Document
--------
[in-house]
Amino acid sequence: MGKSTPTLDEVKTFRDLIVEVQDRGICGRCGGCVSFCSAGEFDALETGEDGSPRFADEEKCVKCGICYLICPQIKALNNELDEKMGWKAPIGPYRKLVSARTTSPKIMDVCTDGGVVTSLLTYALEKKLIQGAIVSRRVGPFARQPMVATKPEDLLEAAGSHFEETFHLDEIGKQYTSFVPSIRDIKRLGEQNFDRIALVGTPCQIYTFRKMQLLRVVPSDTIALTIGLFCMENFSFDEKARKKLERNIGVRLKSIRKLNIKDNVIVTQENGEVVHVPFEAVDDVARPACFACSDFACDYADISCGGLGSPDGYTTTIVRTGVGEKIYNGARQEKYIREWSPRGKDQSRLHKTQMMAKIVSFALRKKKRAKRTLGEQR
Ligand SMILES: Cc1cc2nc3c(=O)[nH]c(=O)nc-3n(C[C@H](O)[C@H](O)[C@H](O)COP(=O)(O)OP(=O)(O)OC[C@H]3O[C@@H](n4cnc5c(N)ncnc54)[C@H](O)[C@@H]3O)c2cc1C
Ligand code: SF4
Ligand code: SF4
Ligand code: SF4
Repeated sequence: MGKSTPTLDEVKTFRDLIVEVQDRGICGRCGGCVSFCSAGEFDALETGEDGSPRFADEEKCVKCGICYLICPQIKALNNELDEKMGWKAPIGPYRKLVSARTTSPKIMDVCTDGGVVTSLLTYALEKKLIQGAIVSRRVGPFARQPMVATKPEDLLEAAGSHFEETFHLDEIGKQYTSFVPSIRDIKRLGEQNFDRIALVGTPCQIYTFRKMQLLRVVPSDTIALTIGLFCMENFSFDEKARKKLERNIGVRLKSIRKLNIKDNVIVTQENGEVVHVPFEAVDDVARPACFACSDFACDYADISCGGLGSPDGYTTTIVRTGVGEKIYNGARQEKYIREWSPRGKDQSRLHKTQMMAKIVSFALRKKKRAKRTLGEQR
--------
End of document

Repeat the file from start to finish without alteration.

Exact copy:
[in-house]
Amino acid sequence: MGKSTPTLDEVKTFRDLIVEVQDRGICGRCGGCVSFCSAGEFDALETGEDGSPRFADEEKCVKCGICYLICPQIKALNNELDEKMGWKAPIGPYRKLVSARTTSPKIMDVCTDGGVVTSLLTYALEKKLIQGAIVSRRVGPFARQPMVATKPEDLLEAAGSHFEETFHLDEIGKQYTSFVPSIRDIKRLGEQNFDRIALVGTPCQIYTFRKMQLLRVVPSDTIALTIGLFCMENFSFDEKARKKLERNIGVRLKSIRKLNIKDNVIVTQENGEVVHVPFEAVDDVARPACFACSDFACDYADISCGGLGSPDGYTTTIVRTGVGEKIYNGARQEKYIREWSPRGKDQSRLHKTQMMAKIVSFALRKKKRAKRTLGEQR
Ligand SMILES: Cc1cc2nc3c(=O)[nH]c(=O)nc-3n(C[C@H](O)[C@H](O)[C@H](O)COP(=O)(O)OP(=O)(O)OC[C@H]3O[C@@H](n4cnc5c(N)ncnc54)[C@H](O)[C@@H]3O)c2cc1C
Ligand code: SF4
Ligand code: SF4
Ligand code: SF4
Repeated sequence: MGKSTPTLDEVKTFRDLIVEVQDRGICGRCGGCVSFCSAGEFDALETGEDGSPRFADEEKCVKCGICYLICPQIKALNNELDEKMGWKAPIGPYRKLVSARTTSPKIMDVCTDGGVVTSLLTYALEKKLIQGAIVSRRVGPFARQPMVATKPEDLLEAAGSHFEETFHLDEIGKQYTSFVPSIRDIKRLGEQNFDRIALVGTPCQIYTFRKMQLLRVVPSDTIALTIGLFCMENFSFDEKARKKLERNIGVRLKSIRKLNIKDNVIVTQENGEVVHVPFEAVDDVARPACFACSDFACDYADISCGGLGSPDGYTTTIVRTGVGEKIYNGARQEKYIREWSPRGKDQSRLHKTQMMAKIVSFALRKKKRAKRTLGEQR